MEXICO CITY – Educator and writer Griselda Alvarez Ponce de Leon, who 30 years ago became the first woman to govern a Mexican state, has died, family members told Efe. She was 95.
According to her son Miguel Delgado, Alvarez died at home Thursday in Mexico City after being bedridden for a number of infirmities associated with her advanced age.
“She was the first woman who had access to a position of real power in the Colima government,” Delgado said of his mother’s professional career.
Alvarez was elected governor of the small southwestern state in 1979, running on the joint ticket of the Institutional Revolutionary Party – or PRI, which held power at the national level for 71 years – and the Popular Socialist Party.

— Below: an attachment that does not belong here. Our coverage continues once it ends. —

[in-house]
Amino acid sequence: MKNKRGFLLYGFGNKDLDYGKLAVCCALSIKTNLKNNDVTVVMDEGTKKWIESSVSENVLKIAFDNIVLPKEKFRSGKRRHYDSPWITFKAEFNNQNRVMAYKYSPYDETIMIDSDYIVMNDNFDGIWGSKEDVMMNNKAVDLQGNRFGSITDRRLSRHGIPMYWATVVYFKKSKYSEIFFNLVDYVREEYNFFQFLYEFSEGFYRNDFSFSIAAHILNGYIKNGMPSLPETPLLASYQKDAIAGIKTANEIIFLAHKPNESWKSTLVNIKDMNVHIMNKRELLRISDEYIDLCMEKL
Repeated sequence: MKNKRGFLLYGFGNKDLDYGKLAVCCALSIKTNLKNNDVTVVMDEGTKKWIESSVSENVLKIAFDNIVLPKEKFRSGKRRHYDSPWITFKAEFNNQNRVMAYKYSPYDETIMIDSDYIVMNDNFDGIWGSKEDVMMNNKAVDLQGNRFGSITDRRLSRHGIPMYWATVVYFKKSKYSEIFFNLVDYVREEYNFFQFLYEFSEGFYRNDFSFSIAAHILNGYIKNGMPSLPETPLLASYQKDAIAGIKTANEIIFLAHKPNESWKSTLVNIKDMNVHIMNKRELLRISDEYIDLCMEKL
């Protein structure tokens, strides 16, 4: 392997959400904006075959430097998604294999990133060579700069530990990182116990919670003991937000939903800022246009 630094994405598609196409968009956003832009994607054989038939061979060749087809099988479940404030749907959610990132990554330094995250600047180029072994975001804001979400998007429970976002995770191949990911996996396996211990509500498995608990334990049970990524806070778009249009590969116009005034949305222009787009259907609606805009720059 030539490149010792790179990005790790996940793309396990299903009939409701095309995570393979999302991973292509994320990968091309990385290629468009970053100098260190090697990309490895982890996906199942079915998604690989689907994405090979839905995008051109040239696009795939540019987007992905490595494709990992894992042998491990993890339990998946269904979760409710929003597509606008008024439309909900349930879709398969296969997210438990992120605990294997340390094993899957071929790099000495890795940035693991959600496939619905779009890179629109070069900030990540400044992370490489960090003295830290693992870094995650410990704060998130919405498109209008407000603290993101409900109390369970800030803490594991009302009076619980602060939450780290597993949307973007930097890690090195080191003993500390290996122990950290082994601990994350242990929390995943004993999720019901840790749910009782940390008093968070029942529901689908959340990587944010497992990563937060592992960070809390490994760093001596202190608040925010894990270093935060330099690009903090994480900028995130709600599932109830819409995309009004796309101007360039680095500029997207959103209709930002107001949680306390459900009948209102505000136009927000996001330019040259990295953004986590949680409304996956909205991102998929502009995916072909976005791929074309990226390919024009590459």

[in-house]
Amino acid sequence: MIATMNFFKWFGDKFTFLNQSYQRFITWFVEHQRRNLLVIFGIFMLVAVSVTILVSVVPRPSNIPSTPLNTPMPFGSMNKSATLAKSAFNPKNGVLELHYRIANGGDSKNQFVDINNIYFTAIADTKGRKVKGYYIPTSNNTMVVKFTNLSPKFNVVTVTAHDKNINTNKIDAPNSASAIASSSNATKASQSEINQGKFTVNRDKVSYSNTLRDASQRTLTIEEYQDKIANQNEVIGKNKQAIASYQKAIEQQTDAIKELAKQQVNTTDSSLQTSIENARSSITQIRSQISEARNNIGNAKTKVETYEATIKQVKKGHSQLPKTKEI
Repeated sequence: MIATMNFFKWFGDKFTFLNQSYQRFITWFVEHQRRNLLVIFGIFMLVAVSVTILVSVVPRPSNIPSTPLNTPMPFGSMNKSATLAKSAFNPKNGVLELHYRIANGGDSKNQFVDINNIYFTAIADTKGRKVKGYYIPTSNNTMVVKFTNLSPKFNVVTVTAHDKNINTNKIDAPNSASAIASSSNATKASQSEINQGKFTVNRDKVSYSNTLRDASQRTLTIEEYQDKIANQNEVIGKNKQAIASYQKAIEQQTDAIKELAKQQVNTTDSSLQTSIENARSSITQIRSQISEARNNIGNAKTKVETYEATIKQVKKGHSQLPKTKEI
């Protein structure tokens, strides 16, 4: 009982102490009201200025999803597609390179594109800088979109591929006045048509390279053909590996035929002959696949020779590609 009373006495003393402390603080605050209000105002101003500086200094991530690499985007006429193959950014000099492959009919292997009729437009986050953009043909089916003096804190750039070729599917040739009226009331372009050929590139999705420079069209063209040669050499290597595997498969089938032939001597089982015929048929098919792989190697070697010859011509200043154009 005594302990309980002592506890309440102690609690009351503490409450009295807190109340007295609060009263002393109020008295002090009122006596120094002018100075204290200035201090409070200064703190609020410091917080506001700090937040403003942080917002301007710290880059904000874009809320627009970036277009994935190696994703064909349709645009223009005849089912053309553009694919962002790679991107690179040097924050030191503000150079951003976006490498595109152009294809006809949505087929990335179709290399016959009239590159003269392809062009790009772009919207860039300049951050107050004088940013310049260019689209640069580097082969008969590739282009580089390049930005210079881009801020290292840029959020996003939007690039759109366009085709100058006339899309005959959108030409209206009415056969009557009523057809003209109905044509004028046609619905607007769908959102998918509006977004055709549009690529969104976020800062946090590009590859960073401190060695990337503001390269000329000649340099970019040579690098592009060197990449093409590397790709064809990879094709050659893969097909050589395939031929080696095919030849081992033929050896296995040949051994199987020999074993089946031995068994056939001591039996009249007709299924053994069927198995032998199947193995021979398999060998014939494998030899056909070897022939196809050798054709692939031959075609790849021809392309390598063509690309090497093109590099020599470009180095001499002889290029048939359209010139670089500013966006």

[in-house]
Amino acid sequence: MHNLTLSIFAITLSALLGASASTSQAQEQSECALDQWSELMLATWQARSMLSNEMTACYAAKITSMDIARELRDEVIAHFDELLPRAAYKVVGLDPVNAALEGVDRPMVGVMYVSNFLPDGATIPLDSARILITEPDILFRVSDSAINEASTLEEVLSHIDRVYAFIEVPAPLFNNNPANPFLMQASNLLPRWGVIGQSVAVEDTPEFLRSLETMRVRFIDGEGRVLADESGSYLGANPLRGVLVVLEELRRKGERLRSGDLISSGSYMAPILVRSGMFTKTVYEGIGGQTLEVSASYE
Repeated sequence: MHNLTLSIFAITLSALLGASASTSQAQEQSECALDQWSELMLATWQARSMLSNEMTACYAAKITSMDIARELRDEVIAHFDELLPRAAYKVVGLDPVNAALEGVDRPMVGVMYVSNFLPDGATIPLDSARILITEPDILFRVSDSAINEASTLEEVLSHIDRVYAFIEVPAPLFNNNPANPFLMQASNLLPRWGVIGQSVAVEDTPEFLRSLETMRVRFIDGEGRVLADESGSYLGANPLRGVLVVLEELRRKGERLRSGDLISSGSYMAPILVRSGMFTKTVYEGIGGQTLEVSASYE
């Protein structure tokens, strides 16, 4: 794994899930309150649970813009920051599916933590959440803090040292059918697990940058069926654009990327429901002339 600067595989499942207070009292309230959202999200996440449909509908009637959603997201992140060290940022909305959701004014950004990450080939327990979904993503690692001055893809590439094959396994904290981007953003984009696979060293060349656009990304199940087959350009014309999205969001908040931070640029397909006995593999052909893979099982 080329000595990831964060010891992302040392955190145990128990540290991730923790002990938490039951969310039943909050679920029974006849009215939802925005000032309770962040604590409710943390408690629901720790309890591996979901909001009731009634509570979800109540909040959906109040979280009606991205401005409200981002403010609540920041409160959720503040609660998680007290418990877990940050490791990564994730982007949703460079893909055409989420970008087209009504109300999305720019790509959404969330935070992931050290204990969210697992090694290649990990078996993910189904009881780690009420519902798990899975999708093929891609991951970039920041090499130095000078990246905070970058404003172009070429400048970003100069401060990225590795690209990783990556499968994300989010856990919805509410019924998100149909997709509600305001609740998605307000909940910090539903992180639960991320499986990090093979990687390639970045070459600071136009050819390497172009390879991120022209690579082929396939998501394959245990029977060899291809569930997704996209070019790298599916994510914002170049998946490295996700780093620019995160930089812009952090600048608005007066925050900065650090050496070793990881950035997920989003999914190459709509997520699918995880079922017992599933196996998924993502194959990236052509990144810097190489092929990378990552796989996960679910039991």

His mother’s success, Delgado said, “made it easier for other women to gain access through what at first was considered no more than an experiment in a country with a high degree of machismo.”
After obtaining her teaching credentials, Alvarez went to live in Mexico City, where she found work in an orphanage and met her future husband.
She later took a degree in Spanish literature at the Autonomous National University of Mexico.
She held senior posts in the federal health ministry and social security administration before entering politics in 1976 as a senator, going on to serve as Colima’s governor from 1979-1985.
She established several organizations to promote women’s rights and the wellbeing of Mexican families.
Alvarez was also a published novelist and poet. EFE